In an alternate reality where Star Wars doesn’t exist and BattleTech reigns as the penultimate science fiction franchise, it wouldn’t be called BattleTech – it would be called Battledroids.
The combination of striking and exotic art, war machine romanticism, and epic history would prove to be a winning formula
While the art was licensed from anime, the game’s design and story were all American. Jordan had the idea of removing the mystical element of the anime robots and replacing it with a more classic affection that a World War Two pilot would have for their fighter plane or tank. Patrick Larkin and Steve Peterson would come up with the back story of a Star League, Great Houses, Succession Wars and centuries of warfare. The combination of striking and exotic art, war machine romanticism, and epic history would prove to be a winning formula, eventually producing a much larger universe than the original board game intended.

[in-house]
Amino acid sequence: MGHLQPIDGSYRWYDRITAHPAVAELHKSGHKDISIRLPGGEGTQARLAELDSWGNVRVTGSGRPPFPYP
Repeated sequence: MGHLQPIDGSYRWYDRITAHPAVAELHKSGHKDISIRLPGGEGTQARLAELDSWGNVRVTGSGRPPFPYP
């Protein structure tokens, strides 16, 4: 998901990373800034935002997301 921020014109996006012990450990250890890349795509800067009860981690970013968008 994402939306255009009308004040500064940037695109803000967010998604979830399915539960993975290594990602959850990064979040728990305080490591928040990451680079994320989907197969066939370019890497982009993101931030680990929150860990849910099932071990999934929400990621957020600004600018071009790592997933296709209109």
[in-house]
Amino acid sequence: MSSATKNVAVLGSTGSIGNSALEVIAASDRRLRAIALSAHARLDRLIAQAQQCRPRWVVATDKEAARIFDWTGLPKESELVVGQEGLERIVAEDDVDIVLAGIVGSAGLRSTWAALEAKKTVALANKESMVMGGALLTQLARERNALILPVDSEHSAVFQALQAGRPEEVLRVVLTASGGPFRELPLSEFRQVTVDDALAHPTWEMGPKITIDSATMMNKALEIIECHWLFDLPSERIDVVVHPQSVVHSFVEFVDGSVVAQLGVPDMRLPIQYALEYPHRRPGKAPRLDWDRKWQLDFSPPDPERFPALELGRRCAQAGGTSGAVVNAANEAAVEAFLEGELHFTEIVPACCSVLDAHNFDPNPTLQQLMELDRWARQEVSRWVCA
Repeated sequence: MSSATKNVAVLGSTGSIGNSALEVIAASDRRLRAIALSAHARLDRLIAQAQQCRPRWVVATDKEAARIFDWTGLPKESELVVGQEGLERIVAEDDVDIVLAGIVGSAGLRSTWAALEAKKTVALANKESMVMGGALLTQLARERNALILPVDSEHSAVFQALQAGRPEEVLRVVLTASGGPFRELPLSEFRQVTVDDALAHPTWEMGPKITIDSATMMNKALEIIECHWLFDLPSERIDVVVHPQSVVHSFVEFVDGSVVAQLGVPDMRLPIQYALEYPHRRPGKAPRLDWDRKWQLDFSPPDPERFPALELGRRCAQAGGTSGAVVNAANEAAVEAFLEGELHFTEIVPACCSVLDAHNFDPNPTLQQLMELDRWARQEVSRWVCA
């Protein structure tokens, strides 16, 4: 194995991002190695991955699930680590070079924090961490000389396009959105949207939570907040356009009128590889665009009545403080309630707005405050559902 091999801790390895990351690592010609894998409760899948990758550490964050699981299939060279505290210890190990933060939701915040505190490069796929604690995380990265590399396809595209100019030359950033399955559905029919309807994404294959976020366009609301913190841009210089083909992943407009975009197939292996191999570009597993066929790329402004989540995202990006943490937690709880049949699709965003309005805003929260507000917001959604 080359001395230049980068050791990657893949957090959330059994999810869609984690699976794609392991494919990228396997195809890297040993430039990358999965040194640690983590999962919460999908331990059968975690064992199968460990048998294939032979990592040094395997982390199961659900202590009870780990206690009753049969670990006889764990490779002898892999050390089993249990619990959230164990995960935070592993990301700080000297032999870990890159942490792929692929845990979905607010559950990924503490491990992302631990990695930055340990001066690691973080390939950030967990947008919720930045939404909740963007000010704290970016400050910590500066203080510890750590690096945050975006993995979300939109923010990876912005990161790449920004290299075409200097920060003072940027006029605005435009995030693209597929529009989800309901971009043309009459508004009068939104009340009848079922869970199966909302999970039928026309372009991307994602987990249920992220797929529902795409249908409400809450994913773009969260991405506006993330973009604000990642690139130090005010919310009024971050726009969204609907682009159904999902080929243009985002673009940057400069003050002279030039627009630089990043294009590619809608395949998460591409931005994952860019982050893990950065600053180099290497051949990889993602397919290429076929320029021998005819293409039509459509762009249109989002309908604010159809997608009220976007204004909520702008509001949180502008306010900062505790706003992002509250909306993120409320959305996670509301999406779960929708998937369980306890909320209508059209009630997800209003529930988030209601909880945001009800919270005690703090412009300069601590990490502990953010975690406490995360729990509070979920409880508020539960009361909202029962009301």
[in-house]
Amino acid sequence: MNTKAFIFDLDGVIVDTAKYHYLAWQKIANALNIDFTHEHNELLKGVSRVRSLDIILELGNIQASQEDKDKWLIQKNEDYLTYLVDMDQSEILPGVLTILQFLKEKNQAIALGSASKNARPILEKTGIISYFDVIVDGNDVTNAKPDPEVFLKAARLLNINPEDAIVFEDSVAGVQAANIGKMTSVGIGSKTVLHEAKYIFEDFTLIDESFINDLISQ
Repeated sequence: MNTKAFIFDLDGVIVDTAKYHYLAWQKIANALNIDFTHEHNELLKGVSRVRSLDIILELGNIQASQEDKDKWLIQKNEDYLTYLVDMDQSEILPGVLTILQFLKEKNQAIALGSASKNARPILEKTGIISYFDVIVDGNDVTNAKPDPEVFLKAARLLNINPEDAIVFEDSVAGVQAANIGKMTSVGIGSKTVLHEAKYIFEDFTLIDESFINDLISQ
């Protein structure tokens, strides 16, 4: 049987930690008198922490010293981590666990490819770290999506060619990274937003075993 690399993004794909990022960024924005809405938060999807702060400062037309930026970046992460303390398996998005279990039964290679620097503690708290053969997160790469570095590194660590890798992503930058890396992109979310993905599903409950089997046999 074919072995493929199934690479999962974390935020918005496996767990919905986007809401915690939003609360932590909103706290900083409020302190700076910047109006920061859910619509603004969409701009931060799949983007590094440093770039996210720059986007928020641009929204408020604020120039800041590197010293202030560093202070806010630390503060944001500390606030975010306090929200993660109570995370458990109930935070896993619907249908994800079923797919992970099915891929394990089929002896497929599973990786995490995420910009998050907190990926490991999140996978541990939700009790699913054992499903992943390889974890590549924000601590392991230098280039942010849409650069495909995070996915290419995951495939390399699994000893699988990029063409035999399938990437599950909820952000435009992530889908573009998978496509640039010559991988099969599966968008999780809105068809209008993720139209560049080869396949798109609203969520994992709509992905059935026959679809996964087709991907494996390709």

But it wouldn’t be BattleTech without legal issues. After 5000 units in sales, Lucas Arts sent a letter to FASA explaining that the term “droid” was trademarked to the huge Star Wars franchise, and demanded that FASA stop using it in their games. Explaining in an interview, Weissman contended the word “droid” predates Star Wars, however would eventually back down and change Battledroids as not only could FASA simply not afford a legal battle with a much larger company, but FASA was also in negotiation with Lucas Arts to produce a line of Star Wars board games. Deciding that discretion was the better part of valour in the face of a double financial whammy, Battledroids became BattleTech in its 2nd edition printing.
We really should thank Lucas Arts for forcing the game to become BattleTech. The term would eventually produce BattleMech, giving us the word ‘Mech we all know and love.
And by the way; ‘Mech is trademarked. Just incase Star Wars wanted to use it.